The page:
There are quite a few options, but thankfully the cloud.ca driver supports environment variables for all command line options. You can see all the available choices and their associated environment variable names by running docker-machine create -d cloudca.

To clean this up a bit, we can source the script that we created earlier and simplify the creation command to:

$ . ontario_test_area.sh

$ docker-machine create --driver cloudca \

  --cloudca-template "Ubuntu 16.04.01 HVM" \

  --cloudca-compute-offering "1vCPU.1GB" \

  --cloudca-additional-disk-offering "50GB - 50 IOPS Min." \


Running pre-create checks...

Creating machine...

(host01) Acquiring public ip address...

(host01) Creating port forwarding rules...

(host01) Creating port forwarding rule for ssh port ...

(host01) Creating port forwarding rule for docker port ...

Waiting for machine to be running, this may take a few minutes...

(host01) Getting state of the cloud.ca instance...

Detecting operating system of created instance...

Waiting for SSH to be available...

Detecting the provisioner...

Provisioning with ubuntu(systemd)...

Installing Docker...

Copying certs to the local machine directory...

Copying certs to the remote machine...

Setting Docker configuration on the remote daemon...

Checking connection to Docker...

Docker is up and running!

To see how to connect your Docker Client to the Docker Engine running on this virtual machine, run: docker-machine env host01

This way, we only have to specify the template, compute offering, and optional additional disk.

Once the host is created, we can list all available Docker hosts like so:

$ docker-machine ls


host01    -      cloudca   Running   

URL                                           SWARM     DOCKER

tcp://xxx.xxx.xxx.xxx:2376                          v17.03.0-ce


Deploying Containers on Remote Docker Hosts


Docker Machine has served us well, but it’s time for it to step aside and let plain old Docker do what it does best: deploy containers. We can tell Docker to deploy containers on our remote service by setting it as active like so:

$ eval $(docker-machine env host01)

To make sure our host is active, we can easily check with docker-machine.

$ docker-machine active


Docker is now set up to deploy containers in exactly the same way you’d deploy them locally.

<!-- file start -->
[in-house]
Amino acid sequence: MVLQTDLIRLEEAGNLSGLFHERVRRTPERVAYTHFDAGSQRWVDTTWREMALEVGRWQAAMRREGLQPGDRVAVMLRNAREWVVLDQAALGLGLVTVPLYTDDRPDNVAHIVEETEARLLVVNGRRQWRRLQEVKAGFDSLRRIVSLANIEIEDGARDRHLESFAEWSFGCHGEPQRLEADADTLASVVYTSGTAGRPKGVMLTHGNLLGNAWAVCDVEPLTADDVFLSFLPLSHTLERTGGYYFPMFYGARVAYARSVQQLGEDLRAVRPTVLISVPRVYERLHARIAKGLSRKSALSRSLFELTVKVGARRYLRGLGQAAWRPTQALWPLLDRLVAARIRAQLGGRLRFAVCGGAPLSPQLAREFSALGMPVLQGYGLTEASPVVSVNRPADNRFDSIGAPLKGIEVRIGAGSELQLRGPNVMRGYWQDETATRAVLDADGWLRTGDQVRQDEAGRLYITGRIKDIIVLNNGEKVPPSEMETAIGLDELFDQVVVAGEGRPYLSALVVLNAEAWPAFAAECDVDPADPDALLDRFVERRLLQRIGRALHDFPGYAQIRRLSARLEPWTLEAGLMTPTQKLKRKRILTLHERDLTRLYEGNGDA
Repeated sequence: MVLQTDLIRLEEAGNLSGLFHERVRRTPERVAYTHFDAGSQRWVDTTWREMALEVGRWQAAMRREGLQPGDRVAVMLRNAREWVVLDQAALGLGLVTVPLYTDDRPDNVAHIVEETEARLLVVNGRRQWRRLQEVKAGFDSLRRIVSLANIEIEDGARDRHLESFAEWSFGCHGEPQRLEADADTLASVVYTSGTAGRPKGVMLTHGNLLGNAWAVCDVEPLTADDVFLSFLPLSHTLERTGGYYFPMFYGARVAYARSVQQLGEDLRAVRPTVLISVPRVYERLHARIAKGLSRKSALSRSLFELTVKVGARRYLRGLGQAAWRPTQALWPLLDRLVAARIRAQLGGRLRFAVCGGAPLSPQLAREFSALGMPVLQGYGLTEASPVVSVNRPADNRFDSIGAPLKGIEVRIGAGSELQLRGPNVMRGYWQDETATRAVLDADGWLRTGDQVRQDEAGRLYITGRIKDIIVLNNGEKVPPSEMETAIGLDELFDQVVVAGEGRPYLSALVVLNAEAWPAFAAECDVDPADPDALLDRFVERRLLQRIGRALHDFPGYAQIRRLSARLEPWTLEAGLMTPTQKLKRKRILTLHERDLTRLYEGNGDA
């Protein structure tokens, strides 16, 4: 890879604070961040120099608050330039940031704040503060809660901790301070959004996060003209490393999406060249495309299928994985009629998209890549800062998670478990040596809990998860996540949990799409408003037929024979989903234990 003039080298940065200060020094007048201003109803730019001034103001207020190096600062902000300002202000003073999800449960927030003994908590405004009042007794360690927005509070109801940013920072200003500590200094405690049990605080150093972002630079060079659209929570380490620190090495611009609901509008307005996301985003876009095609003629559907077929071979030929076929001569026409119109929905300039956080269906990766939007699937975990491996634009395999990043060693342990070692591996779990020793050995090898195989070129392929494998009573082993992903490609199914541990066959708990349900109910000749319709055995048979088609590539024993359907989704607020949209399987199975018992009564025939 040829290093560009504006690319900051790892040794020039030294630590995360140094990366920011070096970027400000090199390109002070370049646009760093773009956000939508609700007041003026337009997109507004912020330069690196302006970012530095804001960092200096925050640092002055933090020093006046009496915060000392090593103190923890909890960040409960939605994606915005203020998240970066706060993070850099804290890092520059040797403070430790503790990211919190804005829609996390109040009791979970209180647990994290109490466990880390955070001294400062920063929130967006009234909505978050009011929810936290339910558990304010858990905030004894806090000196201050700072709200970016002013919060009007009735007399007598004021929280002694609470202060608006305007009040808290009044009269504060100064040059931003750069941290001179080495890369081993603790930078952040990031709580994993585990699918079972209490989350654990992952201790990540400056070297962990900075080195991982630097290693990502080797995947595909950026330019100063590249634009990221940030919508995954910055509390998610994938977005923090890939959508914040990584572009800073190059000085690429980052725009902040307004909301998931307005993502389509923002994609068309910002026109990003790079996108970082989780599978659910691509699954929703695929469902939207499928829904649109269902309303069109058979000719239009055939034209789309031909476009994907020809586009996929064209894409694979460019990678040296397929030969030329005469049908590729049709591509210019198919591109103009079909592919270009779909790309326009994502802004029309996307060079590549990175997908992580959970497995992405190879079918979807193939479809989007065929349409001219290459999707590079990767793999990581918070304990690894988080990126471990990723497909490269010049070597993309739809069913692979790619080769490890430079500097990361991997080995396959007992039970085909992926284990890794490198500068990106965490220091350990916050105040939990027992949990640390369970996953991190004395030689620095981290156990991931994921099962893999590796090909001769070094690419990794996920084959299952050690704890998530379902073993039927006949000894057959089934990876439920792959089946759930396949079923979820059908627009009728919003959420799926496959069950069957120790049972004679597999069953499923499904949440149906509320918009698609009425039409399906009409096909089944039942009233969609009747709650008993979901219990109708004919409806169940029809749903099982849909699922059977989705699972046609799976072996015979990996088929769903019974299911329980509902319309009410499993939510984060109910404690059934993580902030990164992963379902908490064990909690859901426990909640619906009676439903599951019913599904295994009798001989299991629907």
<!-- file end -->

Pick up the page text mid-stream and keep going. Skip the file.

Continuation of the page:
To see this in action, we can deploy a ghost blog on our remote host by running:

$ docker run --name ghost-server -p 8080:2368 -d ghost

To check if the server has started, you can read the docker logs as usual.

$ docker logs -f ghost-server

Pro tip: You can escape the logs by hitting Ctrl+C.

Exposing this container to the public internet will require some networking through cloud.ca. To get you started, go to cloud.ca, click on your docker host, enter its port forwarding rules tab, and create a rule from 80 to 8080.


To get the public IP of your new blog, you can grab it from the cloud.ca UI, or through docker-machine like so:

$ docker-machine ip host01


Your blog will now be available on the public internet!


After you’re done with your remote docker host and you want to continue deploying containers on your own machine, you can deactivate the host by running:

$ eval (docker-machine env -u)

To verify it was removed:

$ docker-machine active

No active host found

Finally, if you’re done with your remote Docker host, you can remove it with the following:

$ docker-machine rm host01

About to remove host01

WARNING: This action will delete both local reference and remote instance.

Are you sure? (y/n): y

(host01) Releasing public ip address...

Successfully removed host01


Next steps


Now that you know how to deploy containers on remote Docker hosts on cloud.ca, you should try creating multiple hosts, adding load balancing across multiple hosts, and deploying different kinds of containers other than blogs - maybe a MongoDB cluster!

Finally, if you want to orchestrate containers using Docker Swarm, Kubernetes, or Mesos, check out the cloud.ca Rancher plugin. To get started, read our blog post on getting that set up here.